Daniel C. Peterson, PBS, The Mormons
Daniel C. Peterson
There are certain things that exist in the Book of Mormon that some people argue [are] anachronistic. Steel is an example of that, though the issue dissolves a little bit when you look at, well, what did the word "steel" mean? When words like that appear in King James's English, what do they mean? They don't necessarily mean what we mean by "steel" today. But we do have a problem with metals in the Book of Mormon. The Book of Mormon seems to describe fairly widespread metal use. Well, I don't know if it's widespread; it's common throughout the Book of Mormon history and text, and yet we don't have any good evidence of any kind of metal industry, even small‑scale cottage industry, in Mesoamerica at the time.
Daniel C. Peterson, PBS, The Mormons
D. Michael Quinn
B.H. Roberts, a seventy, had problems directly involved with the writings of Church history. In November 1910, Church President Joseph F. Smith told the Salt Lake Temple fast meeting that Elder Roberts doubted that Joseph had actually received a priesthood restoration from John the Baptist. Church president Heber J. Grant also required B.H. Roberts to censor some documents in the seventh volume of the History of the Church. Elder Roberts was furious. 'I desire, however to take this occasion of disclaiming any responsibility for the mutilating of that very important part of President Young's manuscript,' Roberts replied to President Grant in August 1932, 'and also to say, that while you had the physical power of eliminating that passage from the History, I do not believe you had any moral right to do so.'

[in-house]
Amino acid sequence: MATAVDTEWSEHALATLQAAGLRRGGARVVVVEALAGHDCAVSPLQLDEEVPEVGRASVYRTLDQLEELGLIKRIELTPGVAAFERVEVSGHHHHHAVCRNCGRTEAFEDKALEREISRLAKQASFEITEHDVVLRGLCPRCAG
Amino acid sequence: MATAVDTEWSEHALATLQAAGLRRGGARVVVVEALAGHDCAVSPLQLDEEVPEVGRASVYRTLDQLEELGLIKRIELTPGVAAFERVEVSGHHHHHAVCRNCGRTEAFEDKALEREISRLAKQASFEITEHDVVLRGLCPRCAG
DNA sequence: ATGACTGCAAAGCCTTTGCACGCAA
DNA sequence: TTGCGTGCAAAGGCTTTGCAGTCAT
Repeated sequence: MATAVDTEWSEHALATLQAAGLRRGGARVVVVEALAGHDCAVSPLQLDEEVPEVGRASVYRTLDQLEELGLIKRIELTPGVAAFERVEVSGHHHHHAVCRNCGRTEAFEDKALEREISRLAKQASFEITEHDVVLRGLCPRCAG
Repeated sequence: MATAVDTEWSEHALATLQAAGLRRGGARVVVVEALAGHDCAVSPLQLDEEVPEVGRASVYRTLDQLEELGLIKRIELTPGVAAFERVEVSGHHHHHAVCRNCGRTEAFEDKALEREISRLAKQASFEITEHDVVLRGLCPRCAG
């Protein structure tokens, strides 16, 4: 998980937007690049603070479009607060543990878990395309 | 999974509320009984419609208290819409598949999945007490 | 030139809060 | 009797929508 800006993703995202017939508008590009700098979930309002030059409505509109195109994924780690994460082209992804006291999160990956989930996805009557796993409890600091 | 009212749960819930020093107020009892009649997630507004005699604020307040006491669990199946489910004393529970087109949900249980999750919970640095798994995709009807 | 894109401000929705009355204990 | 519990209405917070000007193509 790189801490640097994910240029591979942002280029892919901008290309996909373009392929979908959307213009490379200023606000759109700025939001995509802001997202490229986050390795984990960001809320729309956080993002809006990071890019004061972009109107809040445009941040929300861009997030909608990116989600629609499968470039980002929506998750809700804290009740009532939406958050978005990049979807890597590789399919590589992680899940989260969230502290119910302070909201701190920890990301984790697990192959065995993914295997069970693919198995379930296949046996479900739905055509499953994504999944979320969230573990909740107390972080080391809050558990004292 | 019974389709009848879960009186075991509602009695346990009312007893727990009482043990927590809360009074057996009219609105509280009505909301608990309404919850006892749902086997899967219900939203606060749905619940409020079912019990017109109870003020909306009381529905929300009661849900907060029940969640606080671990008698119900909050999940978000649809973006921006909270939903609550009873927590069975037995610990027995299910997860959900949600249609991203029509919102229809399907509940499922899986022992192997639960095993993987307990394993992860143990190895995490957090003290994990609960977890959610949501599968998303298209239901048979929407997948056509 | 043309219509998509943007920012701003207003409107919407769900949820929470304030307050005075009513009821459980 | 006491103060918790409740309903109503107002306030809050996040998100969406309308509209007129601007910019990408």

D. Michael Quinn, Dr. Michael Quinn, Mormon scholar, Sunstone, February 1992, pp. 13‑14
Hugh Nibley
The worst sinners, according to Jesus, are not the harlots and publicans, but the religious leaders with their insistence on proper dress and grooming, their careful observance of all the rules, their precious concern for status symbols, their strict legality, their pious patriotism... the haircut becomes the test of virtue in a world where Satan deceives and rules by appearances.
Hugh Nibley, Waterman, Brian and Kagel, Brian Kagel. The Lord's University: Freedom and Authority at BYU. Signature Books. 1998
Ray T. Matheny